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Under the Microscope

Interview with Thomas Malek, Ph.D.

The immune system's job is to protect the body from foreign invaders that threaten good health. When an intruder, such as bacteria, enters the body, the immune system mounts an attack to rid the body of these harmful substances. In most people, the immune system is able to recognize what is foreign and what is “self,” so it does not eliminate one’s own tissues and organs.

Sometimes this process goes awry, and the immune system mistakenly sees certain body tissues as foreign and tries to destroy them. Immune destruction of a person’s own cells is called autoimmunity. This is what occurs in type 1 diabetes – the immune system attacks the insulin-producing islets in the pancreas.

There are a myriad of cells that make up the immune system and regulate its precise function. Understanding this complex process has been the focus of Thomas Malek, Ph.D., professor and vice chair of the Department of Microbiology and Immunology, director of Graduate Studies, and head of the Center for Transgenic and Gene Targeting Research at the University of Miami Miller School of Medicine. Dr. Malek has studied the specific cells of the immune system, such as IL-2, which either enhance or inhibit an immune response. He is widely recognized for this work and has published extensively on this topic for more than 20 years. His recent research established that the main function of IL-2 is in the production of T-regulatory cells, which are responsible for suppressing autoimmunity.

In a newly established laboratory at the DRI, Dr. Malek is directing his expertise and keen understanding of immunology to type 1 diabetes, adapting some of the basic principles about the immune system to try to effectively prevent autoimmunity and transplant rejection, and ultimately restore self-tolerance to islets.

What is your research focus at the DRI?
My work is focused around the understanding of the suppressor immune cells called T- regulatory cells. These T-reg cells are important in that they actively prevent your immune system from reacting against your own tissue. Normally, T-reg cells prevent the onset of autoimmune diseases, like diabetes, by suppressing the immune cells that destroy the beta cells. There is also considerable hope that T-reg cells can be directed in therapeutic settings to inhibit many unwanted immune responses, including autoimmune diabetes, and rejection responses toward transplanted tissue. In our case at the DRI, T-reg cells may facilitate transplanted islets to be accepted by the immune system and prevent rejection without the use of strong immunosuppressive drugs.

How does your basic research model translate into the clinical setting?
Currently, the mouse model we use is genetically missing T-regulatory cells, and these mice, if untreated, will succumb to an array of autoimmune diseases. We adoptively transfer T-reg cells from normal mice into these genetically deficient mice, and this prevents the onset of autoimmune diseases throughout their lifetime. We can also induce tolerance in these mice through a similar procedure. Our first step will be to try these procedures in normal mice that have been conditioned to accept the transfer of T-reg cells. If that works, we hope to see if the same techniques will work in people.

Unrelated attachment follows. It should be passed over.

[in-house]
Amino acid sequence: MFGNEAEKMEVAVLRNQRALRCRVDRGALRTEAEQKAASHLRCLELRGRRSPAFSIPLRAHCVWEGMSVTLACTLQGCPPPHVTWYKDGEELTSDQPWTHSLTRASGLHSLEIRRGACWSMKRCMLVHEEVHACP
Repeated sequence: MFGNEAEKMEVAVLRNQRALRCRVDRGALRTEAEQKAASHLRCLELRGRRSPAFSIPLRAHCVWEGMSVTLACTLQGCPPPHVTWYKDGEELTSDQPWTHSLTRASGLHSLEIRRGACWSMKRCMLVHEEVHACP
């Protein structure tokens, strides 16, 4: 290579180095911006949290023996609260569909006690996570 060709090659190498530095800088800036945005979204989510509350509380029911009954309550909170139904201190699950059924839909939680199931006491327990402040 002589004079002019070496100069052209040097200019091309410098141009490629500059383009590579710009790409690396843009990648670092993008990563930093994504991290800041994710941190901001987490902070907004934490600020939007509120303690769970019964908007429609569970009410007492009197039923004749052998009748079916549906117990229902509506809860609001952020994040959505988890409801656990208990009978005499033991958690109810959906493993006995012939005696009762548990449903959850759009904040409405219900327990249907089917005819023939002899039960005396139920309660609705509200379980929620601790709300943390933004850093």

How does this work benefit islet transplantation?
A great challenge for islet transplantation is to be able to transplant the insulin-producing cells without the need for strong immunosuppressive drugs. We hope to develop a means to induce tolerance by adoptively transferring T-reg cells, which could be taken from the same donor as the islets, to the patient pre-transplant, and allowing these cells to suppress the immune cells that usually cause rejection. If this technique is successful, we will no longer need strong immunosuppression for islet transplantation.

What have been your most significant research findings?
Our recent work looks at the mechanisms involved in the development of T-reg cells and what role IL-2 plays in their development and proliferation. Answering this basic science question is essential for eventually using this technique in the clinical setting. Regardless of whether the T-reg cells are used to prevent autoimmunity or used in tolerance induction, it is necessary to understand how they work and how to help them survive, as well as proliferate, in a new environment.

What led you to work at the DRI?
Being an immunologist and interested in autoimmunity and tolerance induction, I have had informal interactions with Dr. Ricordi and the scientists at the DRI for years. Now with the establishment of a laboratory within the walls of the DRI, I will be able to work more closely with the other scientists and, hopefully, our collaborations will be able to translate into clinical studies quickly and easily. It is exciting to see the basic science research that I have been working on for 20 years move closer to benefiting people with type 1 diabetes.

Thomas Malek, Ph.D.
 

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